Sweaty Men Endeavors

The sports blog with the slightly gay name

Monday, December 18, 2006

2-12: Dead team walking

Remember last week, when the Detroit Lions committed five turnovers against the Minnesota Vikings? The frequent mantra spoken in the locker room was, "You can't have that many turnovers and expect to win a game."

Apparently, that logic doesn't apply to the Green Bay Packers. Not when they're playing the Lions, anyway. (Or maybe it's that the magic number for a loss is five. The Pack only coughed up the ball four times.)

For the love of Vince Lombardi, even Brett Favre thought his team was "lucky to win the game," after he threw three interceptions on Sunday.

One of those picks, by 'Dre Bly, gave the Lions the ball at the Packers' 12-yard line. But even after Green Bay virtually handed them a touchdown wrapped up in a Christmas bow, Detroit still couldn't get into the end zone.

A fade pattern to Roy Williams in the corner? A short pass over the middle to Dan Campbell or Mike Furrey? No - how about three straight running plays, capped off by the brilliant call of a quarterback sneak on 3rd-and-6?

Six yards to go, and the play is a QB sneak up the middle? Let me emphasize that point again. There wasn't one yard to go. There were six. How many teams make that call? No wonder Mike Martz doesn't let his quarterbacks call audibles.

(Of course, if someone else wanted to take charge of calling time-outs - I know, Sgt. Marinelli; it's on you, right? - that'd be just fine. Martz was terrible with clock management when he was the head coach in St. Louis. And he clearly hasn't broken those tendencies calling plays for the Sarge.)

Maybe the best part about that play was Jon Kitna's quote after the game: "I can't really tell you what I saw because if I did, I'd be letting our secret out."

Apparently, however, the Packers' Ryan Pickett knew exactly what Kitna was looking at: a wide gap between the defensive tackles. The Lions still managed to grind out three yards (so it might have been a good call, had the yardage been much shorter), but didn't get anywhere near a first down.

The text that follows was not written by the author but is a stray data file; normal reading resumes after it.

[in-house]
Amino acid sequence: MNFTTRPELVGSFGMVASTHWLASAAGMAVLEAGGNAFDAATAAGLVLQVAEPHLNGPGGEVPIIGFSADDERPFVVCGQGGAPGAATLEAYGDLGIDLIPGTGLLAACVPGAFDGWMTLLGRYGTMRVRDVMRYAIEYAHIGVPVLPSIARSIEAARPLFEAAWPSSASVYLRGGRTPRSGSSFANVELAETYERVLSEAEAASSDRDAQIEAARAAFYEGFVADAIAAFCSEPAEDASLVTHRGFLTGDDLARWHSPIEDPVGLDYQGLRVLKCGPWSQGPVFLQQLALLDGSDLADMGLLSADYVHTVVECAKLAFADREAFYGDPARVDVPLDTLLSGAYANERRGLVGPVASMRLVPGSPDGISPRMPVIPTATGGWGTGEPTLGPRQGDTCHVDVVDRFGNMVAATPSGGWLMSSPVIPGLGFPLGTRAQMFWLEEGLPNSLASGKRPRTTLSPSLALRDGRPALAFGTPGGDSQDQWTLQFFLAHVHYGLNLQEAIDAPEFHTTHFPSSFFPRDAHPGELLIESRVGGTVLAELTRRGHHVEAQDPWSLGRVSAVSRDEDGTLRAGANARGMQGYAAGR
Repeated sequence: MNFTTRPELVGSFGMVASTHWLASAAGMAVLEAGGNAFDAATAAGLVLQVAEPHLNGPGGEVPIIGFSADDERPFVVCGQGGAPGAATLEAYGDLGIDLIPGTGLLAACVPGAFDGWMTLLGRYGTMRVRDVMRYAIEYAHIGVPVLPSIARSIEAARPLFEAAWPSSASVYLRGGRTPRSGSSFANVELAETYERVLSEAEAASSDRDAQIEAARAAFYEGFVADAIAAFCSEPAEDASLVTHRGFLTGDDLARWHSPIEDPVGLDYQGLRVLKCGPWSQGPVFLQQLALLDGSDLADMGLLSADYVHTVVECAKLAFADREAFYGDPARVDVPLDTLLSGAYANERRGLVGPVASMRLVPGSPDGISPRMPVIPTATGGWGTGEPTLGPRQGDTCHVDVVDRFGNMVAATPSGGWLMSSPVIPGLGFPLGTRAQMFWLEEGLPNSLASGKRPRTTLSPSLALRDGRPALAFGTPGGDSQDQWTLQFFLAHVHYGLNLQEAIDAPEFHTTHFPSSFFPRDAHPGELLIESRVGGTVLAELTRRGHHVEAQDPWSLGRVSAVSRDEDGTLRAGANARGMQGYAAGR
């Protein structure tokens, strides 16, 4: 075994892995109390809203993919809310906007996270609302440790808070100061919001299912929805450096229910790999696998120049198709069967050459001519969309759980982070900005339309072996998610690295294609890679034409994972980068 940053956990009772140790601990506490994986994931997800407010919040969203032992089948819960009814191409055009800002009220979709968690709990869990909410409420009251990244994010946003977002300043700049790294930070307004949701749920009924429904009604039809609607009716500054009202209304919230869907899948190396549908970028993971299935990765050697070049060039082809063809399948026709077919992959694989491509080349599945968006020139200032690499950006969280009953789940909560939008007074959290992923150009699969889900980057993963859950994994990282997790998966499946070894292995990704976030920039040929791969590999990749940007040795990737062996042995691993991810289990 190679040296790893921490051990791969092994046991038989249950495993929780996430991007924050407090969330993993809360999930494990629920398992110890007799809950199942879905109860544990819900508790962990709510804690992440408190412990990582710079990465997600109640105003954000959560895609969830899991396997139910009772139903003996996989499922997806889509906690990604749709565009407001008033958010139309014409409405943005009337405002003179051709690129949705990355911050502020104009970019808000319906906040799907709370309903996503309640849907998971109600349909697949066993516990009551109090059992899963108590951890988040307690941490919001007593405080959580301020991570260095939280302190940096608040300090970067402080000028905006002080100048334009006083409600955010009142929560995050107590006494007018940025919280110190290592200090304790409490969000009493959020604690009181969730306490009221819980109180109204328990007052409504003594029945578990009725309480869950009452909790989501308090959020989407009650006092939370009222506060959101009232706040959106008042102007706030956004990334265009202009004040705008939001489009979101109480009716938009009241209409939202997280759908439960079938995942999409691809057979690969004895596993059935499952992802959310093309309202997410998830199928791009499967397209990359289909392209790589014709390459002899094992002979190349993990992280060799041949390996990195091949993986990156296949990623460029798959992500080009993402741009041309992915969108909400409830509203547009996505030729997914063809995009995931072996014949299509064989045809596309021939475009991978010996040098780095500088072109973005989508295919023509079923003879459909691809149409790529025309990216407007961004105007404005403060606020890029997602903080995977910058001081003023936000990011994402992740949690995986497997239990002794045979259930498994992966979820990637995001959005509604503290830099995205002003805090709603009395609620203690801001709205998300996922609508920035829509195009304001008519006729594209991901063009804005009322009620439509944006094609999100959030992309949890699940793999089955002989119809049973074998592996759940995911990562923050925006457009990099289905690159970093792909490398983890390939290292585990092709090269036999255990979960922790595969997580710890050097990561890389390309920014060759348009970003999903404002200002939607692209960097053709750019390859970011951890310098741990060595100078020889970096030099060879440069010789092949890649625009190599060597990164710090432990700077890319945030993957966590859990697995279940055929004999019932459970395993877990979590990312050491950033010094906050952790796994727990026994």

Ultimately, it was just another embarrassing play in what's been one shameful display of a professional football season.

And though the Lions have been dead to this town for weeks now, the fans will try to burn one last Yule log for the sake of Detroit next week with another protest/walkout against Matt Millen in their last home game against Chicago.

Last year's "Millen Man March" got some attention, but there was still some outrage and passion to fuel that effort. This year, I don't see it. Yes, the anger is there. Lions fans are seething. But that bile's being diluted with a tall glass of hopelessness, too, so the urge to spit it out just isn't very strong right now.

And that's what the Lions and the Ford family should really be worried about. A year ago, at least they could look at the fan outrage and say, "Hey, they still care." So Millen hired a new head coach, and hoped his teaching and discipline could mold the assembled roster into a respectable football team.

Maybe this is a classic case of breaking some eggs to make an omelette, or taking one step back to take two steps forward, but when you look at Rod Marinelli's face, it seems to convey that he didn't anticipate just how big a project this renovation would be. Meanwhile, Millen is nowhere to be seen; he's just hiding out until it's all over.

Approximately one year later, apathy appears to be setting in here. So what changes will be made this time? What other solution is there?

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  • At December 18, 2006 2:06 PM, Blogger Greg Eno said…


    Has ANY Lions coach ever taken this job and known how truly big a renovation it is? I still wish Millen, when he came on board in 2001, had had the wherewithall to hire several good NFL people to serve under him: a personnel guy, a draft guy, and a small committee to help him hire his first coach.

    He wrongly surmised that the president's job was a one-man gig. The good executives hire their lieutenants and let them do their thing. But now, Millen is so poisonous that you could never attract such good people, unless he's out of the picture.

  • At December 18, 2006 6:58 PM, Blogger Big Al said…

    I agree that the "Walkout" is destined to fail miserably, as the righteous anger that Lions fans had last season has been replaced with apathy and hopelessness.

  • At December 19, 2006 7:11 AM, Blogger Ian C. said…

    Greg - that's a good question. I'd like to think Mooch knew what he was getting into. He was just too incompetent to do anything about it.

    But yes, if we could use the wayback machine, the Fords should've just hired Millen as a personnel guy. Granted, he probably would've turned out to be terrible at it, but at least he would've found his footing faster.

    Unfortunately, the guy who would've served better as club president at the time - Tom Lewand - was largely occupied with the Ford Field project.

    And I have a feeling Lewand will exact your strategy of hiring and delegating to "football people" if he's the one left standing after Millen is broomed out.


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